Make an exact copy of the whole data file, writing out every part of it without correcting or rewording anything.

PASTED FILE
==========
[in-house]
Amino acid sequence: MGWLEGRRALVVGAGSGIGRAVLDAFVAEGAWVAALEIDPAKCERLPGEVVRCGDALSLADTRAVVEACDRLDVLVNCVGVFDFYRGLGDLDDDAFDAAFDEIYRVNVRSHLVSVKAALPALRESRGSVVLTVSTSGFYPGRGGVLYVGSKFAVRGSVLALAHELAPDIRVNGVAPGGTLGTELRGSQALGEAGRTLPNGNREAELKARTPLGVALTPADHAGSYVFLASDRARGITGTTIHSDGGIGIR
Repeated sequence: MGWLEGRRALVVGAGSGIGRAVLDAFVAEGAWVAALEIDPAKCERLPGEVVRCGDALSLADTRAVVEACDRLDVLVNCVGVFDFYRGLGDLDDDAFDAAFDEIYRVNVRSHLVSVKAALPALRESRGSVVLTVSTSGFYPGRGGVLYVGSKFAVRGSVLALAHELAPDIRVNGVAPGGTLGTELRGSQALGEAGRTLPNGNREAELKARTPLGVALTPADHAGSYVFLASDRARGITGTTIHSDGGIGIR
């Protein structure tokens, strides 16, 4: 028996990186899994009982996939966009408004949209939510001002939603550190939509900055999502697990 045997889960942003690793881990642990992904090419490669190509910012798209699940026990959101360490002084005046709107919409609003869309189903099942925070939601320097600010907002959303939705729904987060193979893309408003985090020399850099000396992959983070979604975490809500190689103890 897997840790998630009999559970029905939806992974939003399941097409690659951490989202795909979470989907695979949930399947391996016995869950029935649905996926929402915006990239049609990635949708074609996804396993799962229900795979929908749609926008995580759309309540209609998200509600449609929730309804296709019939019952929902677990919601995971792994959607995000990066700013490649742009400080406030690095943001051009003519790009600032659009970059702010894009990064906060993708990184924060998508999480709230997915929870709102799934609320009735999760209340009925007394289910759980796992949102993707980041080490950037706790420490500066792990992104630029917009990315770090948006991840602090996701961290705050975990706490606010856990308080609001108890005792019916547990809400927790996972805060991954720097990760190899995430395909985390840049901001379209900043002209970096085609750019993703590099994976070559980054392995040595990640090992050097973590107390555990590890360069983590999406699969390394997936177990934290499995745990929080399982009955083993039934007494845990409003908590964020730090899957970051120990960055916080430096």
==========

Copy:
[in-house]
Amino acid sequence: MGWLEGRRALVVGAGSGIGRAVLDAFVAEGAWVAALEIDPAKCERLPGEVVRCGDALSLADTRAVVEACDRLDVLVNCVGVFDFYRGLGDLDDDAFDAAFDEIYRVNVRSHLVSVKAALPALRESRGSVVLTVSTSGFYPGRGGVLYVGSKFAVRGSVLALAHELAPDIRVNGVAPGGTLGTELRGSQALGEAGRTLPNGNREAELKARTPLGVALTPADHAGSYVFLASDRARGITGTTIHSDGGIGIR
Repeated sequence: MGWLEGRRALVVGAGSGIGRAVLDAFVAEGAWVAALEIDPAKCERLPGEVVRCGDALSLADTRAVVEACDRLDVLVNCVGVFDFYRGLGDLDDDAFDAAFDEIYRVNVRSHLVSVKAALPALRESRGSVVLTVSTSGFYPGRGGVLYVGSKFAVRGSVLALAHELAPDIRVNGVAPGGTLGTELRGSQALGEAGRTLPNGNREAELKARTPLGVALTPADHAGSYVFLASDRARGITGTTIHSDGGIGIR
């Protein structure tokens, strides 16, 4: 028996990186899994009982996939966009408004949209939510001002939603550190939509900055999502697990 045997889960942003690793881990642990992904090419490669190509910012798209699940026990959101360490002084005046709107919409609003869309189903099942925070939601320097600010907002959303939705729904987060193979893309408003985090020399850099000396992959983070979604975490809500190689103890 897997840790998630009999559970029905939806992974939003399941097409690659951490989202795909979470989907695979949930399947391996016995869950029935649905996926929402915006990239049609990635949708074609996804396993799962229900795979929908749609926008995580759309309540209609998200509600449609929730309804296709019939019952929902677990919601995971792994959607995000990066700013490649742009400080406030690095943001051009003519790009600032659009970059702010894009990064906060993708990184924060998508999480709230997915929870709102799934609320009735999760209340009925007394289910759980796992949102993707980041080490950037706790420490500066792990992104630029917009990315770090948006991840602090996701961290705050975990706490606010856990308080609001108890005792019916547990809400927790996972805060991954720097990760190899995430395909985390840049901001379209900043002209970096085609750019993703590099994976070559980054392995040595990640090992050097973590107390555990590890360069983590999406699969390394997936177990934290499995745990929080399982009955083993039934007494845990409003908590964020730090899957970051120990960055916080430096």